The Korea Herald


[Antara Haldar] Trump’s lessons for defending the rule of law

By Korea Herald

Published : July 4, 2022 - 05:30

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A new show currently airing gives fresh meaning to the term reality TV. Call it “American Democracy: Clear and Present Danger.” It should be required viewing.

Almost 18 months after the Jan. 6, 2021, storming of the US Capitol, a House of Representatives select committee is publicizing the findings of its detailed investigation into the event. The committee has interviewed over 1,000 witnesses and examined 125,000 documents. It has held six hearings so far in June, with a view to trying to bring former President Donald Trump to justice.

Vice Chair Liz Cheney, the committee’s senior Republican (and one of only two GOP representatives willing to serve on it), summed up the panel’s conclusion: “President Trump summoned the mob, assembled the mob, and lit the flame of this attack.” Showcasing evidence implicating the former president more directly in the insurrection than was previously known, the committee has documented his failure to call in National Guard units or additional police officers to help at the Capitol, and that he ignored his advisers’ pleas to ask his supporters to stand down. Trump appeared to be directly encouraging violence. The picture the committee paints is one of a premeditated attack on democracy, rather than a spontaneous crowd combustion.

Former New York City Mayor Rudy Giuliani and John Eastman, a conservative lawyer and academic, appear to have been the “brains” behind the attempted coup, while the far-right Proud Boys and Oath Keepers provided much of the brawn. The focus of their efforts was to pressure then-Vice President Mike Pence to refuse to certify the 2020 presidential election, which Trump lost to Joe Biden. There is also evidence of ongoing attempts to coerce officials in some states to reverse the result. A shocking revelation from the hearings this week indicates that Trump himself sought to join the mob.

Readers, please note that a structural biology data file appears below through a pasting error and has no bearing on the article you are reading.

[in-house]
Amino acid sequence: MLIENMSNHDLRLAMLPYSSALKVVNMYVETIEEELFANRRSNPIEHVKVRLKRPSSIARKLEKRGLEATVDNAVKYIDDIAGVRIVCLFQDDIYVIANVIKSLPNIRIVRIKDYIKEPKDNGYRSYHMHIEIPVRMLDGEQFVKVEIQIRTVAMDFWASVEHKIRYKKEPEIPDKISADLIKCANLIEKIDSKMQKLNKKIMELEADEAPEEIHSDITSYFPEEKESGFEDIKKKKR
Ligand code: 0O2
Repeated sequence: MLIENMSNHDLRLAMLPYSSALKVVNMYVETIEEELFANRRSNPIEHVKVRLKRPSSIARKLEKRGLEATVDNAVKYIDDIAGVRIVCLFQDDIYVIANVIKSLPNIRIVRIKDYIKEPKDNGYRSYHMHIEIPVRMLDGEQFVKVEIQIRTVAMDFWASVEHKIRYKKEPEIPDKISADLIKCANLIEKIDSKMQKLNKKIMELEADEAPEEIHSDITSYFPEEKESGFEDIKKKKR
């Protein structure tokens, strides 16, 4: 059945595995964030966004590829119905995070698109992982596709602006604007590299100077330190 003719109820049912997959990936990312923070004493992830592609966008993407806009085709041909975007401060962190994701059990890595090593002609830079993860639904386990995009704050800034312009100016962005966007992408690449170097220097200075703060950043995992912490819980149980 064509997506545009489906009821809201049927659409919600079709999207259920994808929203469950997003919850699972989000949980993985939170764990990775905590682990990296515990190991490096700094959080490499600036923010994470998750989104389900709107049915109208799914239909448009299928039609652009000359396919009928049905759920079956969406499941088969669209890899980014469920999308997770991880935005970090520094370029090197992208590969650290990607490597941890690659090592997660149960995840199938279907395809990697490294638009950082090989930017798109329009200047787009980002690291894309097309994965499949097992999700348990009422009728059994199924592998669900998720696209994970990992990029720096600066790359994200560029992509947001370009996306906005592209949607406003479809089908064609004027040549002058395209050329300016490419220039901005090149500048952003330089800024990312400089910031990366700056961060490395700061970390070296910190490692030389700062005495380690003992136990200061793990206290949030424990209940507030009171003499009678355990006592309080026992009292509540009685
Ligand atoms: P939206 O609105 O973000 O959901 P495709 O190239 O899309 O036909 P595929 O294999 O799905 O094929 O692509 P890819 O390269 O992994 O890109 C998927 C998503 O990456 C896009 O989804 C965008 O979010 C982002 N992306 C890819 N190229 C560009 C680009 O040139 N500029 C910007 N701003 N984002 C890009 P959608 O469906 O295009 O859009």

The conservative federal judge Michael Luttig warned that Trump is “a clear and present danger” to American democracy -- a plea addressed to the Republican Party, which continues to close ranks around the former president. House Minority Leader Kevin McCarthy is boycotting the hearings; most Republicans are ignoring them and stonewalling. Trump remains the GOP’s central figure, retains the support of a majority of the party’s base, and may well run for the presidency again in 2024.

Trump’s political modus operandi contains a lesson about the power of emotional engagement. Back in 2016, many pundits were skeptical about Trump’s electoral prospects, given his lack of a strategy that they could recognize. They searched in vain for logic and facts in his incoherent speeches, but missed the emotional thread in his messages that bound voters to him.

The psychologist Paul Ekman identifies six basic emotions: fear, anger, sadness, joy, disgust, and surprise. Trump is to one of those -- anger -- what Mozart was to G minor. And he seems to have an innate capacity to transmit his anger to his supporters.

The debate about the primacy of “feeling” versus “thinking,” including a heated and high-profile exchange between the social psychologist Robert Zajonc and the psychologist Richard Lazarus, was central to psychology in the 1980s. Zajonc made a compelling case for “affective primacy,” establishing that, in many cases, including in decision-making, affect (roughly speaking, emotion) appears to precede cognition, with justifications often being produced ex post.

More recently, the psychologist Jonathan Haidt of New York University has argued that “moral action covaries with moral emotion more than with moral reasoning” -- or, as he famously put it, the emotional dog wags its rational tail.
Emotional responses are, by design, quick, automatic, and pervasive --– and tend to overpower conflicting judgments. In his seminal 1872 work, “The Expression of the Emotions in Man and Animals,” Charles Darwin argued that our affective responses are on a continuum from nonhuman animals and derive from split-second reactions that emerged as existential requirements of survival (for example, to escape a predator).
But our nonhuman ancestral inheritance does not condemn us to be ruled by our baser instincts. The philosopher David Hume argued that moral sentiment was a better guide than reason alone. We may know that a particular action might harm many people, but unless we care about those people or about human well-being, that awareness does not guide our action.

With both interest in the Capitol riot and perceptions of Trump’s culpability declining, the Jan. 6 Committee faces an uphill task. But by taking a leaf out of Trump’s book and courting public opinion, the panel has got its priorities right. The production value of the hearings has been excellent, and instead of relying solely on logical arguments, the committee is creating a compelling narrative in a multi-part docudrama that is more likely to elicit moral engagement.

About 20 million Americans tuned in for the first hearing, similar to the number that watch the Macy’s Thanksgiving Day Parade on TV and well above the 4.6 million to 7.6 million who saw the season finale of Trump’s “The Apprentice.” At the moment, the score looks like Trump: 0, Rule of Law: 1. But the key to this all-important drama’s success will be keeping viewers hooked.

Antara Haldar
Antara Haldar is Associate Professor of Empirical Legal Studies at the University of Cambridge. -- Ed.

(Project Syndicate)